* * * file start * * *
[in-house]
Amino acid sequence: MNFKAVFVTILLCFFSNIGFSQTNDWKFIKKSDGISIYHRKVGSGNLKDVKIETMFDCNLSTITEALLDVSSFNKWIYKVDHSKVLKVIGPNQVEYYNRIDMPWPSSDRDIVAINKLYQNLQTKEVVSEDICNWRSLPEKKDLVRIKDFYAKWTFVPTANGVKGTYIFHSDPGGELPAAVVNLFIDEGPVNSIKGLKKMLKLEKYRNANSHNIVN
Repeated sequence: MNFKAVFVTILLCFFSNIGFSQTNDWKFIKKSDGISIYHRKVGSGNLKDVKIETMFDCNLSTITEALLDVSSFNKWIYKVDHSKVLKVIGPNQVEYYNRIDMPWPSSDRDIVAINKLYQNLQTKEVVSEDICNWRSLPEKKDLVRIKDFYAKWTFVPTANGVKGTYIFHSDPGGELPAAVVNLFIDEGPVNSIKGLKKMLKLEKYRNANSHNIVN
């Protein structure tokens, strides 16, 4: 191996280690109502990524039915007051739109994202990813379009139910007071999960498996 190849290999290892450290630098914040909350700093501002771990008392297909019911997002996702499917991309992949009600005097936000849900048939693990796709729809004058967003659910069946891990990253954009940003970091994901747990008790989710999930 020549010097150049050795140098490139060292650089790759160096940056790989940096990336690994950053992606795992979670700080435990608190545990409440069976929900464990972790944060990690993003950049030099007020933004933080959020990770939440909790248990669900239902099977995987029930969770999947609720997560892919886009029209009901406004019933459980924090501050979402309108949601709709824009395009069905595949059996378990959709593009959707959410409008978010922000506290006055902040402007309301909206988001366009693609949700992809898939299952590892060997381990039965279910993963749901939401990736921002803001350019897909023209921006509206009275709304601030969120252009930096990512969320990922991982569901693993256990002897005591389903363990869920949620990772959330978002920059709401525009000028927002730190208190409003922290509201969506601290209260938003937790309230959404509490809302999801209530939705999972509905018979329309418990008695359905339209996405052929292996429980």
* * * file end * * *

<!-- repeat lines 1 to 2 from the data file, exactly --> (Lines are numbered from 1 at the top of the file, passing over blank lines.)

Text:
[in-house]
Amino acid sequence: MNFKAVFVTILLCFFSNIGFSQTNDWKFIKKSDGISIYHRKVGSGNLKDVKIETMFDCNLSTITEALLDVSSFNKWIYKVDHSKVLKVIGPNQVEYYNRIDMPWPSSDRDIVAINKLYQNLQTKEVVSEDICNWRSLPEKKDLVRIKDFYAKWTFVPTANGVKGTYIFHSDPGGELPAAVVNLFIDEGPVNSIKGLKKMLKLEKYRNANSHNIVN